Wednesday, September 16, 1998 Published at 00:47 GMT 01:47 UK

UK Ripper diary has historians stumped
Diary: "Deserves serious historical consideration"

Psychologists, historians and the police have agreed to disagree about the authenticity of the infamous Jack the Ripper diary after an exhaustive debate.

More than 100 delegates at the International Investigative Psychology Conference at Liverpool University failed to reach a consensus on whether Jack the Ripper was in fact a Liverpool cotton trader called James Maybrick.

The diary of James Maybrick, in which he takes credit for the horrific Ripper murders in the East End of London in the 1880s, was "discovered" by fitter Mike Barrett as he renovated a house in Liverpool in 1992.

Ink test

Psychologists and police officers from as far afield as South Africa and Japan met at the conference on Tuesday in an attempt to decide once and for all whether or not the Maybrick diary is a forgery.

The only conclusion they did reach was that the document was written by someone with a "disturbed mind" and it was therefore "fascinating", even if it was not genuine.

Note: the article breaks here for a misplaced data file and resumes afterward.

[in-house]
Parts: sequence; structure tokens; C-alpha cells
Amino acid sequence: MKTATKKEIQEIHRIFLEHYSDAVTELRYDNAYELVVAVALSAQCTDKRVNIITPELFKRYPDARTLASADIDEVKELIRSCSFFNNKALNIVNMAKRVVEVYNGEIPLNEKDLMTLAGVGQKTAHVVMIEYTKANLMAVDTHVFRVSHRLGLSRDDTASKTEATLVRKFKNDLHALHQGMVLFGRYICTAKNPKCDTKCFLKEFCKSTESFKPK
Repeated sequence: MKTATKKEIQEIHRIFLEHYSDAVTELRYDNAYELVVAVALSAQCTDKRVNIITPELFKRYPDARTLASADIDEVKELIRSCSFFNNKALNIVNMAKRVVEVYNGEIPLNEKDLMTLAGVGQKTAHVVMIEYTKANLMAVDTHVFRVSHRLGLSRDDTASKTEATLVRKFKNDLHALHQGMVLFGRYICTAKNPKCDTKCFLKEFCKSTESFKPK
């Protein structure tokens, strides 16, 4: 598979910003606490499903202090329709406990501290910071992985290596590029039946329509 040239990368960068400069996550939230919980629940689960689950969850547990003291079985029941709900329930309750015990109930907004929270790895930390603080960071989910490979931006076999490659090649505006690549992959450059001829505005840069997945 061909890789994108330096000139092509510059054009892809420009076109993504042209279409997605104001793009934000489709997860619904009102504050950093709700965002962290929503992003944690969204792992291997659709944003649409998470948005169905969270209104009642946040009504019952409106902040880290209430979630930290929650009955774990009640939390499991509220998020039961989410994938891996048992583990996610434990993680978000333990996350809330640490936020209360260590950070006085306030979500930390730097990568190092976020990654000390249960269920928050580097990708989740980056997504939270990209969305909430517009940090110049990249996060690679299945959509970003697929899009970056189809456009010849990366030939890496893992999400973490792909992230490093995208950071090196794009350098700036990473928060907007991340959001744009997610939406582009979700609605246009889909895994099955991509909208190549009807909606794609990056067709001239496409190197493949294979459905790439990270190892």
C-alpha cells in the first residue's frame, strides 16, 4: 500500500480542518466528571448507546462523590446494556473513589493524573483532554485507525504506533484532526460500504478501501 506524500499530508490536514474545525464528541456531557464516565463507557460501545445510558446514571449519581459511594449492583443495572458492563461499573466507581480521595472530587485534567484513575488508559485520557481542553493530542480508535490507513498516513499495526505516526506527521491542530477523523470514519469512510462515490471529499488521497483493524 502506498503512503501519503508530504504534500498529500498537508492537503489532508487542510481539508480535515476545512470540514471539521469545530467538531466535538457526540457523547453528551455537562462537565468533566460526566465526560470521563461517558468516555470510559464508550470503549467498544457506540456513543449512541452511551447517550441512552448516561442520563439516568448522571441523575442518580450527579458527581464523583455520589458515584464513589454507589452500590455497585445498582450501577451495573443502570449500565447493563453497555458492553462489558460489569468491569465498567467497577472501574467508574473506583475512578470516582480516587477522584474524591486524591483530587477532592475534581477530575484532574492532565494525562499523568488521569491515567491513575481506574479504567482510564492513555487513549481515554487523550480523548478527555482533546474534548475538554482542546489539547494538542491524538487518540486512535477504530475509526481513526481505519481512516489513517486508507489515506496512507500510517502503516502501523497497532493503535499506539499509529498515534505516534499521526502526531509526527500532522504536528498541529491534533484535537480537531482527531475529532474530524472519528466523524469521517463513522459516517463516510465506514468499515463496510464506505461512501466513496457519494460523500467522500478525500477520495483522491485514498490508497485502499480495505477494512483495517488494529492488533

Author Shirley Harrison, who wrote the academic work The Diary of Jack the Ripper, said: "Although I have not been able to prove that it is genuine, I seriously believe the diary deserves serious historical and academic consideration."

She said tests have failed to conclusively date the ink in which the diary was written to the 1880s, but neither could they demonstrate that the ink is not Victorian.

'Enormous insight'

Head of the Liverpool University Centre for Investigative Psychology, Professor David Canter, who hosted the conference, said psychological profiling shows it is "plausible" that the diary may have been written by Jack the Ripper.

He said: "The way it's written - the style of thinking - does reveal some components that are remarkably subtle."

"This was either produced by a very skilled author or someone with detailed knowledge of the Ripper history, or someone with enormous insight into carrying out these crimes and the person most likely to have that is the person who did carry out those crimes."

Historical errors

The case of Jack the Ripper is of enduring interest to criminal psychologists, because it was the first recorded occasion that a "pyschological profile" of a criminal had been created.

Historian Keith Skinner suggested the diary was a very old forgery, but a forgery nonetheless, because of errors in historical detail.

He cites an occasion when the diary's author mentions a Liverpool pub called the Post House, but said the pub did not acquire that name until after 1888.

A show of hands at the end of the conference revealed that about 30 delegates were convinced the diary was a forgery.

Professor Canter said the Jack the Ripper debate was intended as "light relief" for international delegates attending three days of conferences on investigative psychology at the university.

Facts about Jack the Ripper:


Copyright BBC News 1998